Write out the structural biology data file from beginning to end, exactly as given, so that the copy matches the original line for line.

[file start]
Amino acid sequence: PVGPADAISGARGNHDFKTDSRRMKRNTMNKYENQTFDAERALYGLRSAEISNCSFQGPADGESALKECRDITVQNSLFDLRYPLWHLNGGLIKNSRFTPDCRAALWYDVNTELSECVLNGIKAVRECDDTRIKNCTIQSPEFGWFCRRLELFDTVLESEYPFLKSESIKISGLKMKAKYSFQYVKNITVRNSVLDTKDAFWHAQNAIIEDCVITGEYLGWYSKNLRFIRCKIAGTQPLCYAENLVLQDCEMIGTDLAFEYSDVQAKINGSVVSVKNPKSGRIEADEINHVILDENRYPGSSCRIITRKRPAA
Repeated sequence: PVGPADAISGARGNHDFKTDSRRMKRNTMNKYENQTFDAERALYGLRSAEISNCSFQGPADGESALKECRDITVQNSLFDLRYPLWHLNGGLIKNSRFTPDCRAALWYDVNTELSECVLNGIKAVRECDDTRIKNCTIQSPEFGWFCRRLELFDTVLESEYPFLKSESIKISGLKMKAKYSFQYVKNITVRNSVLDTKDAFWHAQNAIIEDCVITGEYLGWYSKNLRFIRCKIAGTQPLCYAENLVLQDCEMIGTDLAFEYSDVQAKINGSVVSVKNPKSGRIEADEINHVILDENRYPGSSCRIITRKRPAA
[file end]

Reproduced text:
Amino acid sequence: PVGPADAISGARGNHDFKTDSRRMKRNTMNKYENQTFDAERALYGLRSAEISNCSFQGPADGESALKECRDITVQNSLFDLRYPLWHLNGGLIKNSRFTPDCRAALWYDVNTELSECVLNGIKAVRECDDTRIKNCTIQSPEFGWFCRRLELFDTVLESEYPFLKSESIKISGLKMKAKYSFQYVKNITVRNSVLDTKDAFWHAQNAIIEDCVITGEYLGWYSKNLRFIRCKIAGTQPLCYAENLVLQDCEMIGTDLAFEYSDVQAKINGSVVSVKNPKSGRIEADEINHVILDENRYPGSSCRIITRKRPAA
Repeated sequence: PVGPADAISGARGNHDFKTDSRRMKRNTMNKYENQTFDAERALYGLRSAEISNCSFQGPADGESALKECRDITVQNSLFDLRYPLWHLNGGLIKNSRFTPDCRAALWYDVNTELSECVLNGIKAVRECDDTRIKNCTIQSPEFGWFCRRLELFDTVLESEYPFLKSESIKISGLKMKAKYSFQYVKNITVRNSVLDTKDAFWHAQNAIIEDCVITGEYLGWYSKNLRFIRCKIAGTQPLCYAENLVLQDCEMIGTDLAFEYSDVQAKINGSVVSVKNPKSGRIEADEINHVILDENRYPGSSCRIITRKRPAA